Research by AXA reveals that a new generation of tradesmen and women is arising. Far from being short on skills, these younger people are bringing a greater diversity of backgrounds and talents to the building trade.
The popular image of a tradesman is someone who left school at sixteen, worked on the job and then cemented that experience later on with a vocational qualification. And for older generations that was mostly the case, as sixty per cent of those aged 45 or over followed this route in.
The picture is radically different for those just starting out now. Half of young tradesmen come from a university background, and eighty per cent have A-Levels or equivalent. Fifteen per cent now enter the trades after previously working in a corporate or professional role.
Only two per cent have no formal qualifications, compared to 18 per cent of older tradesmen. The number with a formal apprenticeship behind them has almost doubled too.
The number of women entering the trades remains low: accounting for just one in ten, a figure that hasn’t changed since the late 90’s. Those who do join quote the ‘tradesman lifestyle’ as the top draw: independence, choice of jobs and a good work-family balance are named as benefits.
Indeed, passion for the job is the hallmark of the new tradesman. One in five now say their trade was a hobby before it became their work.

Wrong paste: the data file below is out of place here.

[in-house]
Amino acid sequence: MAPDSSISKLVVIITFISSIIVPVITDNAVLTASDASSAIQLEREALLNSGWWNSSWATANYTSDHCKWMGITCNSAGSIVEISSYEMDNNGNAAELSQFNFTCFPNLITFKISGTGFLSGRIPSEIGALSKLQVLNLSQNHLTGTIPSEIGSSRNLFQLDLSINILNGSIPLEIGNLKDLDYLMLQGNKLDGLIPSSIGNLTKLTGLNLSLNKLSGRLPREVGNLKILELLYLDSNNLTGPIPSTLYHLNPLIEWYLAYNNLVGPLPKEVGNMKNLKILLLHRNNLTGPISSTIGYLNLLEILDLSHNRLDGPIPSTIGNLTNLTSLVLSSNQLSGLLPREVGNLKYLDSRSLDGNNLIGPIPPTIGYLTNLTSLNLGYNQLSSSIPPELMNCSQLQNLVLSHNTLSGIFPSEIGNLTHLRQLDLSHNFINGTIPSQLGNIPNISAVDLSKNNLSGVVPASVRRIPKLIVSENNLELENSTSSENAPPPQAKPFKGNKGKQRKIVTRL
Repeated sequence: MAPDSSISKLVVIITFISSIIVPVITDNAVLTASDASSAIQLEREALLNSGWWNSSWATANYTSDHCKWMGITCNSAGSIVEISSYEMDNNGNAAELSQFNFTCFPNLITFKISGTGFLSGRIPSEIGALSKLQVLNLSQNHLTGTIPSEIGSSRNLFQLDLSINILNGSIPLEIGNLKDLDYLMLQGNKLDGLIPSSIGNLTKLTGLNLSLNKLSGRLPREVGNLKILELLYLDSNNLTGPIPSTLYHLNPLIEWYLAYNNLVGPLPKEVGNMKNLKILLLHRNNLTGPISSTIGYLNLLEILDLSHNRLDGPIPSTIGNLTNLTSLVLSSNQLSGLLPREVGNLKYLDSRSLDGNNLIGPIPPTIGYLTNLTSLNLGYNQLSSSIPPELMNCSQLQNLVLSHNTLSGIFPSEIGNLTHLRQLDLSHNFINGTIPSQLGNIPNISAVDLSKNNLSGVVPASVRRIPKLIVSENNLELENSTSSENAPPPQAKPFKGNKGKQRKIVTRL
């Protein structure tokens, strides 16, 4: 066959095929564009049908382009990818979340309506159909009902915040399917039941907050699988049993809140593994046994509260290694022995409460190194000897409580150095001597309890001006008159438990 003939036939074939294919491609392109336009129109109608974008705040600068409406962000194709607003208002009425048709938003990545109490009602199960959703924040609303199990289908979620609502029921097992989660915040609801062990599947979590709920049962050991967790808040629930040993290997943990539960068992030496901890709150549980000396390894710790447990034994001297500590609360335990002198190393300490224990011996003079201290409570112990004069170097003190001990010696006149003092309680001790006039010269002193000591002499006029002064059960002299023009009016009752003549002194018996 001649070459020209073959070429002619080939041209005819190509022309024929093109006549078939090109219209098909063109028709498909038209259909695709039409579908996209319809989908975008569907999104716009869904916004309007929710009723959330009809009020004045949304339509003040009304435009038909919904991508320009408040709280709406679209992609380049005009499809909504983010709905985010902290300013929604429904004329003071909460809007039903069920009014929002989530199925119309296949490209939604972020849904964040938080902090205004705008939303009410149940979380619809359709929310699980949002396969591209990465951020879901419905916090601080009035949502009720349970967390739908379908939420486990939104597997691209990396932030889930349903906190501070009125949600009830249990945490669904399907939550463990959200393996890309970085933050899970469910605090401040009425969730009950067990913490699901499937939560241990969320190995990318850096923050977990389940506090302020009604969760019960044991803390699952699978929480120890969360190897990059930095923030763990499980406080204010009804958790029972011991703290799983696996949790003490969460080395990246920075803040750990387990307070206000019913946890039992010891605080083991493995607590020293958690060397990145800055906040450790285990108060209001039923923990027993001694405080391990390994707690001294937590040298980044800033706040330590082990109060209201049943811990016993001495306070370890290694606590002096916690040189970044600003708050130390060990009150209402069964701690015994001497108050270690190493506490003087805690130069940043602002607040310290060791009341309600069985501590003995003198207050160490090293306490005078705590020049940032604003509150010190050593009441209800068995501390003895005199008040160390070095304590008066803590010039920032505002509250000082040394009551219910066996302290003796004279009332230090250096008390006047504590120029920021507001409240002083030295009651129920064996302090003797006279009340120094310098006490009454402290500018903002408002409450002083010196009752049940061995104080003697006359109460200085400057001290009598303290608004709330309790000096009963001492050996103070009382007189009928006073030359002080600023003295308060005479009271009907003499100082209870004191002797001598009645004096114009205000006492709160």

Half, meanwhile, said they started their own business because they on an innovation or original idea, and two per cent even invented something in the process.
Creative types are welcome in the building trades too. When asked what skills they most need to bring into their business, tradesmen named ‘fresh ideas’ top, far ahead of technical skills.
Interestingly, one in ten also named virtual reality (for example, use of gaming technologies to show clients 3D building plans) a vital skill for the future.
Some things don’t change: courtesy, family and community
Of all the business sectors, tradesmen have the strongest family business traditions. One in ten tradesmen took over their firm from their father: ‘My grandfather, great grandfather, and great-great grandfathers have all done the same!’ as one builder put it.
And this tradition is just as important for younger tradesmen: twenty per cent say they plan to pass their business on to their children.
And in direct contradiction of the ‘cowboy builder’ stereotype, the study shows that most tradesmen enjoy a strong emotional bond with their local communities. Eight in ten tradesmen surveyed regularly do work for free for vulnerable customers, and two thirds say they often work extra hours unpaid too.